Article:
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Protesting with Prudence

Nonetheless, protests are very much in vogue. It seems like every week there is a group which has taken the time to put together picket signs, and walk the streets in opposition to . . . whatever. Inevitably, these protests receive media coverage of some kind. If someone gets arrested, the media coverage increases. In many cases, those arrrested are heralded for standing up for their principles, even at personal cost. Well, at least it's a good thing insofar as it showcases our political culture's ability to tolerate disparate views. The ability to take to the streets to give whatever politician, or company (these two tend to be the favourites of protesters, sometimes in tandem!) a piece of your mind is a freedom which we should cherish and protect. Nobody wants a replay of Tiananmen. Does the ubiquity of protests in fact undermine their effectiveness as a tool for political or social change? That someone is willing to get arrested because of their opposition to a pipeline coming from one free country to another somehow seems to cast aspersions on the very real sacrifice taken by, say, the protesters at Tiananmen. There are different, and better, displays of courage and principle. How do we evaluate protests? Most protests these days are evaluated on two levels. The first, mentioned above, gives considerable leeway to protesters as they enable us, as a political community, to express our collective magnanimity. "Go ahead and protest," we say, "we can handle your chants." But, if we're honest, this measurement really says more about our political culture than it does about the protest itself, and often gives the protesters a bit of a free ride in terms of evaluation. On the second level, which is often lost in the striking images and catchy sloganeering of protesters: is the intended goal of the protest in line with the demands of public justice? I wonder if we aren't too easy on protesters from an evaluative standpoint: we stand back and watch with amusement or even applaud those who take to the streets, even if their policy goals are poorly developed, out of line with the complexities of our day. We give them a pass because "they're at least trying to say something good."

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Topics: Justice
Protesting with Prudence September 13, 2011  |  By Brian Dijkema
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I'm a Protestant, but I'm really not much of a protester.

Nonetheless, protests are very much in vogue. It seems like every week there is a group which has taken the time to put together picket signs, and walk the streets in opposition to . . . whatever. Inevitably, these protests receive media coverage of some kind. If someone gets arrested, the media coverage increases. In many cases, those arrrested are heralded for standing up for their principles, even at personal cost.

These days, you can protest about anything you wish. And that's a good thing.

Well, at least it's a good thing insofar as it showcases our political culture's ability to tolerate disparate views. The ability to take to the streets to give whatever politician, or company (these two tend to be the favourites of protesters, sometimes in tandem!) a piece of your mind is a freedom which we should cherish and protect. Nobody wants a replay of Tiananmen.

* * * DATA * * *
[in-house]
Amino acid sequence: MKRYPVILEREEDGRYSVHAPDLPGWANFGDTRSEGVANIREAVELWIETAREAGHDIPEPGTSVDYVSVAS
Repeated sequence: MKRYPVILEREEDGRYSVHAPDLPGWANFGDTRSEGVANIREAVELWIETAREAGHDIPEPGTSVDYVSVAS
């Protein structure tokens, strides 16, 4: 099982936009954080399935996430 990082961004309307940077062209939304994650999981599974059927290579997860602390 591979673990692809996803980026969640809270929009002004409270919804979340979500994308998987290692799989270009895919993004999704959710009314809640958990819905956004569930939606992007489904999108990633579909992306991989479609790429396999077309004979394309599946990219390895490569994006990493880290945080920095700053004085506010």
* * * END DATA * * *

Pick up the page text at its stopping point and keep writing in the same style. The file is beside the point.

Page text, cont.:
But, if you're someone concerned with thoughtful, prudential politics connected with public justice, you can't help but wonder about two things.

  1. Does the ubiquity of protests in fact undermine their effectiveness as a tool for political or social change? That someone is willing to get arrested because of their opposition to a pipeline coming from one free country to another somehow seems to cast aspersions on the very real sacrifice taken by, say, the protesters at Tiananmen. There are different, and better, displays of courage and principle.

  2. How do we evaluate protests? Most protests these days are evaluated on two levels. The first, mentioned above, gives considerable leeway to protesters as they enable us, as a political community, to express our collective magnanimity. "Go ahead and protest," we say, "we can handle your chants." But, if we're honest, this measurement really says more about our political culture than it does about the protest itself, and often gives the protesters a bit of a free ride in terms of evaluation. On the second level, which is often lost in the striking images and catchy sloganeering of protesters: is the intended goal of the protest in line with the demands of public justice?

I wonder if we aren't too easy on protesters from an evaluative standpoint: we stand back and watch with amusement or even applaud those who take to the streets, even if their policy goals are poorly developed, out of line with the complexities of our day. We give them a pass because "they're at least trying to say something good."

Protesters, like politicians, should be evaluated, at least in part, on whether or not their actions are prudent. After all, as a wise man once said:

It belongs to prudence rightly to counsel, judge, and command concerning the means of obtaining a due end, it is evident that prudence regards not only the private good of the individual, but also the common good of the multitude.

Protesters claim to act for the public good. It's time we evaluate them on the same terms.

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